Tuesday, July 24, 2012
I think a lot of people say they believe in God because they think they are supposed to, not because they really do. Many times, it comes out as a half-hearted mumble like, "I don't go to church, but y'know, I believe in God and stuff."
There's a lot of cultural pressure in the US to keep making believe you believe. It's perceived as the norm, the socially acceptable default position. Such a perfunctory declaration like the one above means, I think, that the person making it is uncomfortable and would really rather not talk about it anymore. What they mean is, "Look, I'm saying what I'm supposed to say, now please stop asking questions."
The fact is, in this country, saying you don't believe can cause you a lot of problems; with your family, your friends, even at work and with police and government in many places, even though religious discrimination is patently against the law. http://www.youtube.com/watch?v=tiyJzWy3CDQ
Really, for a lot of people, religion plays very little part in their day-to-day lives most of the time. They may go to church on Easter or Christmas, but the rest of the year they can't be bothered. Even for people who do attend church regularly and believe with a bit more conviction, they live most of their lives as we atheists do. They use reason and evidence to make decisions about their lives. They go to doctors, they buy insurance. They're properly skeptical about marketing claims, used car salesmen, things like UFOs and ouija boards, the Tooth Fairy and Santa Claus, and of course about every other religion except theirs. But when it comes to their own religion, they dutifully parrot back the appropriate platitude, perhaps with some kind of within-the-rules qualifications.
I think many people go through life as perfunctory or make-believe believers because they don't want to be perceived as (gasp) atheists who have a very bad, but largely fabricated and undeserved reputation, a caricature, if you will. This caricature was created and tuned over the years by the leaders of faiths to keep people coming to church, paying their tithes and keeping them in business and employed.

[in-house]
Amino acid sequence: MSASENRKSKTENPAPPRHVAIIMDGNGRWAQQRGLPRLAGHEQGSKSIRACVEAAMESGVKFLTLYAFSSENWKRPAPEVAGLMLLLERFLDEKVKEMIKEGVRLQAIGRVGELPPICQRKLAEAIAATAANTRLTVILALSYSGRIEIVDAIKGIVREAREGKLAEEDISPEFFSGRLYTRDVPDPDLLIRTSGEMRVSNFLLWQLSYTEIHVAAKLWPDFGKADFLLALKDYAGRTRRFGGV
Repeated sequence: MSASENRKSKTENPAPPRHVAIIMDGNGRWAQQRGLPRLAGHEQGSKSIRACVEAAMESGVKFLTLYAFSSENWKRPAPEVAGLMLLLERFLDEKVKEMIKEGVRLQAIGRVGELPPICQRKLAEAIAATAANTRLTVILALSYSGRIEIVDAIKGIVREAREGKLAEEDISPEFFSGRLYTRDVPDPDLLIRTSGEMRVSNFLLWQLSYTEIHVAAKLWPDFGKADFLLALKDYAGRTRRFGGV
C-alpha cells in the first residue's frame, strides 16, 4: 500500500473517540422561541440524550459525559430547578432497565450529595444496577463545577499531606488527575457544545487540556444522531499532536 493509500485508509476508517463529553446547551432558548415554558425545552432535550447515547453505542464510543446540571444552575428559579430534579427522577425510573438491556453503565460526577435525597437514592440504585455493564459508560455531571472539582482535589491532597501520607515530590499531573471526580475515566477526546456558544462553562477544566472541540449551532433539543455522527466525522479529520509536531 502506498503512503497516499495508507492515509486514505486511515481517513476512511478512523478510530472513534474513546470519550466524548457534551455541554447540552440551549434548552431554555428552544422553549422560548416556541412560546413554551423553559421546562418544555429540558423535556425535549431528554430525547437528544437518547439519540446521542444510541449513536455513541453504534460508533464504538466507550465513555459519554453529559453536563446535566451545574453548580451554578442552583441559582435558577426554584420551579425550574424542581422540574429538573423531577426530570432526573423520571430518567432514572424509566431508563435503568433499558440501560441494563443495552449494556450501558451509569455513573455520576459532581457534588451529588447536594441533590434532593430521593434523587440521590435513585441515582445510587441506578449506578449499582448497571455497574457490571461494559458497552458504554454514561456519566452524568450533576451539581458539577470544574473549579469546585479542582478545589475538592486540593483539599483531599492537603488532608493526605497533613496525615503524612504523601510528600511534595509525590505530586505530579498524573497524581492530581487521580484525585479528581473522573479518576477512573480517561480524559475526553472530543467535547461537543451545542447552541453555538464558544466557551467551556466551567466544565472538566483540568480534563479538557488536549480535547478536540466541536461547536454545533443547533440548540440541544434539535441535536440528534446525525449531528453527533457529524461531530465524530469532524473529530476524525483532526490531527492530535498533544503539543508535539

People frequently seem genuinely surprised when I tell them I'm an atheist. They usually don't say it, but I can tell they're thinking, "But he seems so nice." That's because they have never met a real, live atheist-and this is important-that they knew was an atheist. As I've pointed out, being an "out" atheist has definite downsides, especially in certain highly religious parts of the country. People who don't believe don't generally talk about it, because even the actual existence of an atheist is considered "offensive" to the faithful.
So religion has managed to get this kind of perpetual motion machine going where they construct a strawman atheist that they imbue with all kinds of mean and evil qualities and then tell their flock the tale, selecting appropriate scriptural references to back it up. Of course, very few people jump at the chance to be vilified, so they don't identify as atheists. They may even go so far as to play the make-believe belief game just to be able to get on with their lives. So, since nobody will admit to even questioning their belief, never mind being an atheist, the faithful flock never actually have to confront the cognitive dissonance that the nice guy who fixes their car, or the doctor that makes them well, or the kind teacher that teaches their kids algebra is a non-believer. So the caricature is never challenged, so non-believers stay in the closet, and so on ad infinitum.
The misinformation propagated about atheists is manifest in ways that range from the truly vitriolic and mean-spirited to the comically naive. There are many very nice people who, having never met an out atheist, harbor the most outrageous beliefs about atheism that you can tell stick in their craw when they actually have to say it in front of someone who doesn't shrink from the apellation.
So if you don't believe, it's important to say so because it makes the prejudiced confront their cognitive dissonance and at the same time shows the perfunctory or make-believe believers that it's ok to not believe and that perfectly normal and nice people that they know and like and trust are good without gods. It's what Daniel Dennett calls "breaking the spell" and a big part of that spell is its attendant voodoo doll character of the atheist. It's not true and it never has been. So go forth and identify, brothers and sisters!